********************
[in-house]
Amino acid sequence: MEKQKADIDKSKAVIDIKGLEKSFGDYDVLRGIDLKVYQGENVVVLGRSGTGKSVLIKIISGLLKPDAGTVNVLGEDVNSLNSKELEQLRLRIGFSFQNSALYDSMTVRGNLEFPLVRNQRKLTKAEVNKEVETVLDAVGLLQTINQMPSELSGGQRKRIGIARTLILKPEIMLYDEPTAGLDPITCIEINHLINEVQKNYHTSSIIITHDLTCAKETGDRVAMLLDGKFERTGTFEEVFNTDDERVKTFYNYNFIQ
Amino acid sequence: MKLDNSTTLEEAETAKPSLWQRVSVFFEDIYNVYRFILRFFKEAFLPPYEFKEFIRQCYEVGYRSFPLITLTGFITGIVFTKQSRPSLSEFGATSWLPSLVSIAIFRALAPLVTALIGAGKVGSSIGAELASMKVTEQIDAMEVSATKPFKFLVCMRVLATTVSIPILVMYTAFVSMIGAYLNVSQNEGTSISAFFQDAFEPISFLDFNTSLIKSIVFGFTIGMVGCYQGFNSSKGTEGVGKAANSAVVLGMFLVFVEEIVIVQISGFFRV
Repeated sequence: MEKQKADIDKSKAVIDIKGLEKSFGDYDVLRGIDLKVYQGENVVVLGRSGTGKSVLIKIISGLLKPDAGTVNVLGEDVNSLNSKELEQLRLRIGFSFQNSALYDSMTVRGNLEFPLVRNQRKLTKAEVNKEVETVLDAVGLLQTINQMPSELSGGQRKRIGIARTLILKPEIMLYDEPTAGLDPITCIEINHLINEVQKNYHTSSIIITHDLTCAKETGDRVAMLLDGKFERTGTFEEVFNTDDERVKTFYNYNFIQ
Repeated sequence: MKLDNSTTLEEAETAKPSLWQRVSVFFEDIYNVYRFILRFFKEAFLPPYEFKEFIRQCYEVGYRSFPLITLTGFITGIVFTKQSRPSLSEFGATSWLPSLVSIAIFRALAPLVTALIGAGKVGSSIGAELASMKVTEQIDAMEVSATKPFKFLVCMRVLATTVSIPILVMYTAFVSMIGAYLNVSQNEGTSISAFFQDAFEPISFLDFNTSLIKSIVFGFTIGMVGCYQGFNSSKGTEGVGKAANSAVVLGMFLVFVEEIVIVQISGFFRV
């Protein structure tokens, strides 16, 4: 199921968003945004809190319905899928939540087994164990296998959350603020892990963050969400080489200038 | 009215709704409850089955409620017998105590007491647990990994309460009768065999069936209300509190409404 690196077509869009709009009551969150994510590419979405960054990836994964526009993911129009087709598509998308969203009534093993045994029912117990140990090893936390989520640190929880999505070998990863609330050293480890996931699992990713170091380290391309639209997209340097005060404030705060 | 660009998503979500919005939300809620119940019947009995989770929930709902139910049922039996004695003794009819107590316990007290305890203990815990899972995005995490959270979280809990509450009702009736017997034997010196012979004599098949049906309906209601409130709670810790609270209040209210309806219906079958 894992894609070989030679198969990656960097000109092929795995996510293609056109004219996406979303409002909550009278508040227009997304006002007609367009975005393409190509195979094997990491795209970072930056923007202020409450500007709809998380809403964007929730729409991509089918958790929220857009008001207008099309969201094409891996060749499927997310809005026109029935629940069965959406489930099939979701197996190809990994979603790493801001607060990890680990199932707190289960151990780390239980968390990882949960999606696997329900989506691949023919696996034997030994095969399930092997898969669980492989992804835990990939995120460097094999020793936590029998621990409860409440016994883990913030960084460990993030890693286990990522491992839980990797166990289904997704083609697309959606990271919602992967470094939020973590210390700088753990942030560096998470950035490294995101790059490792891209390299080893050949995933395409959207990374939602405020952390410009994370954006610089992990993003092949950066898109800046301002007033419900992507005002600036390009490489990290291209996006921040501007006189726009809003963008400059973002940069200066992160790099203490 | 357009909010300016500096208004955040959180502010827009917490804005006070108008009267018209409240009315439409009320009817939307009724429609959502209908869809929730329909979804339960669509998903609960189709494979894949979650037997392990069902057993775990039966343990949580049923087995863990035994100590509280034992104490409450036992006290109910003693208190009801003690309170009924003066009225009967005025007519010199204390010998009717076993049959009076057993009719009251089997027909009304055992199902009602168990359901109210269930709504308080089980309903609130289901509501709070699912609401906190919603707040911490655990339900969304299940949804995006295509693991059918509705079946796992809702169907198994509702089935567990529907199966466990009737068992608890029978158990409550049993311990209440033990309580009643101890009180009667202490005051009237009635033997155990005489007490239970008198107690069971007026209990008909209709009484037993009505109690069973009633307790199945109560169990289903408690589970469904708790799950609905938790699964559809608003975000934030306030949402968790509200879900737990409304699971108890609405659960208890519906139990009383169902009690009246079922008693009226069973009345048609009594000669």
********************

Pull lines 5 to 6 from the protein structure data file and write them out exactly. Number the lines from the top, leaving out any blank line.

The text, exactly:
Repeated sequence: MKLDNSTTLEEAETAKPSLWQRVSVFFEDIYNVYRFILRFFKEAFLPPYEFKEFIRQCYEVGYRSFPLITLTGFITGIVFTKQSRPSLSEFGATSWLPSLVSIAIFRALAPLVTALIGAGKVGSSIGAELASMKVTEQIDAMEVSATKPFKFLVCMRVLATTVSIPILVMYTAFVSMIGAYLNVSQNEGTSISAFFQDAFEPISFLDFNTSLIKSIVFGFTIGMVGCYQGFNSSKGTEGVGKAANSAVVLGMFLVFVEEIVIVQISGFFRV
């Protein structure tokens, strides 16, 4: 199921968003945004809190319905899928939540087994164990296998959350603020892990963050969400080489200038 | 009215709704409850089955409620017998105590007491647990990994309460009768065999069936209300509190409404 690196077509869009709009009551969150994510590419979405960054990836994964526009993911129009087709598509998308969203009534093993045994029912117990140990090893936390989520640190929880999505070998990863609330050293480890996931699992990713170091380290391309639209997209340097005060404030705060 | 660009998503979500919005939300809620119940019947009995989770929930709902139910049922039996004695003794009819107590316990007290305890203990815990899972995005995490959270979280809990509450009702009736017997034997010196012979004599098949049906309906209601409130709670810790609270209040209210309806219906079958 894992894609070989030679198969990656960097000109092929795995996510293609056109004219996406979303409002909550009278508040227009997304006002007609367009975005393409190509195979094997990491795209970072930056923007202020409450500007709809998380809403964007929730729409991509089918958790929220857009008001207008099309969201094409891996060749499927997310809005026109029935629940069965959406489930099939979701197996190809990994979603790493801001607060990890680990199932707190289960151990780390239980968390990882949960999606696997329900989506691949023919696996034997030994095969399930092997898969669980492989992804835990990939995120460097094999020793936590029998621990409860409440016994883990913030960084460990993030890693286990990522491992839980990797166990289904997704083609697309959606990271919602992967470094939020973590210390700088753990942030560096998470950035490294995101790059490792891209390299080893050949995933395409959207990374939602405020952390410009994370954006610089992990993003092949950066898109800046301002007033419900992507005002600036390009490489990290291209996006921040501007006189726009809003963008400059973002940069200066992160790099203490 | 357009909010300016500096208004955040959180502010827009917490804005006070108008009267018209409240009315439409009320009817939307009724429609959502209908869809929730329909979804339960669509998903609960189709494979894949979650037997392990069902057993775990039966343990949580049923087995863990035994100590509280034992104490409450036992006290109910003693208190009801003690309170009924003066009225009967005025007519010199204390010998009717076993049959009076057993009719009251089997027909009304055992199902009602168990359901109210269930709504308080089980309903609130289901509501709070699912609401906190919603707040911490655990339900969304299940949804995006295509693991059918509705079946796992809702169907198994509702089935567990529907199966466990009737068992608890029978158990409550049993311990209440033990309580009643101890009180009667202490005051009237009635033997155990005489007490239970008198107690069971007026209990008909209709009484037993009505109690069973009633307790199945109560169990289903408690589970469904708790799950609905938790699964559809608003975000934030306030949402968790509200879900737990409304699971108890609405659960208890519906139990009383169902009690009246079922008693009226069973009345048609009594000669």